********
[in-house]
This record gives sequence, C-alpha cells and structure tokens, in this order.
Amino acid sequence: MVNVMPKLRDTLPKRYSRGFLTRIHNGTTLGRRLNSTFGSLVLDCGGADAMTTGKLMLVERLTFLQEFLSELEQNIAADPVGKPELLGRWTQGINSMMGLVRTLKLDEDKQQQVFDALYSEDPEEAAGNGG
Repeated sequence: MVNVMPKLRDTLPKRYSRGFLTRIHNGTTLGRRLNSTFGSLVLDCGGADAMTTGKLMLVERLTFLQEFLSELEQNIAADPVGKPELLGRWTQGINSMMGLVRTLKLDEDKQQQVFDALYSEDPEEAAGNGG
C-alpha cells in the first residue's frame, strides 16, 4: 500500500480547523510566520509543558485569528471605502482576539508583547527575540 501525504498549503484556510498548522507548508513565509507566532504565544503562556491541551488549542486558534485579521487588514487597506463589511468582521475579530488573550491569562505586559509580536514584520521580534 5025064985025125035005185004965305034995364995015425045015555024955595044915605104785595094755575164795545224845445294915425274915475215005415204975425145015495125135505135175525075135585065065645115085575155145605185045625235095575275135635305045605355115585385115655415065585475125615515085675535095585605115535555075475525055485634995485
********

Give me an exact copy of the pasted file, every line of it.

[in-house]
This record gives sequence, C-alpha cells and structure tokens, in this order.
Amino acid sequence: MVNVMPKLRDTLPKRYSRGFLTRIHNGTTLGRRLNSTFGSLVLDCGGADAMTTGKLMLVERLTFLQEFLSELEQNIAADPVGKPELLGRWTQGINSMMGLVRTLKLDEDKQQQVFDALYSEDPEEAAGNGG
Repeated sequence: MVNVMPKLRDTLPKRYSRGFLTRIHNGTTLGRRLNSTFGSLVLDCGGADAMTTGKLMLVERLTFLQEFLSELEQNIAADPVGKPELLGRWTQGINSMMGLVRTLKLDEDKQQQVFDALYSEDPEEAAGNGG
C-alpha cells in the first residue's frame, strides 16, 4: 500500500480547523510566520509543558485569528471605502482576539508583547527575540 501525504498549503484556510498548522507548508513565509507566532504565544503562556491541551488549542486558534485579521487588514487597506463589511468582521475579530488573550491569562505586559509580536514584520521580534 5025064985025125035005185004965305034995364995015425045015555024955595044915605104785595094755575164795545224845445294915425274915475215005415204975425145015495125135505135175525075135585065065645115085575155145605185045625235095575275135635305045605355115585385115655415065585475125615515085675535095585605115535555075475525055485634995485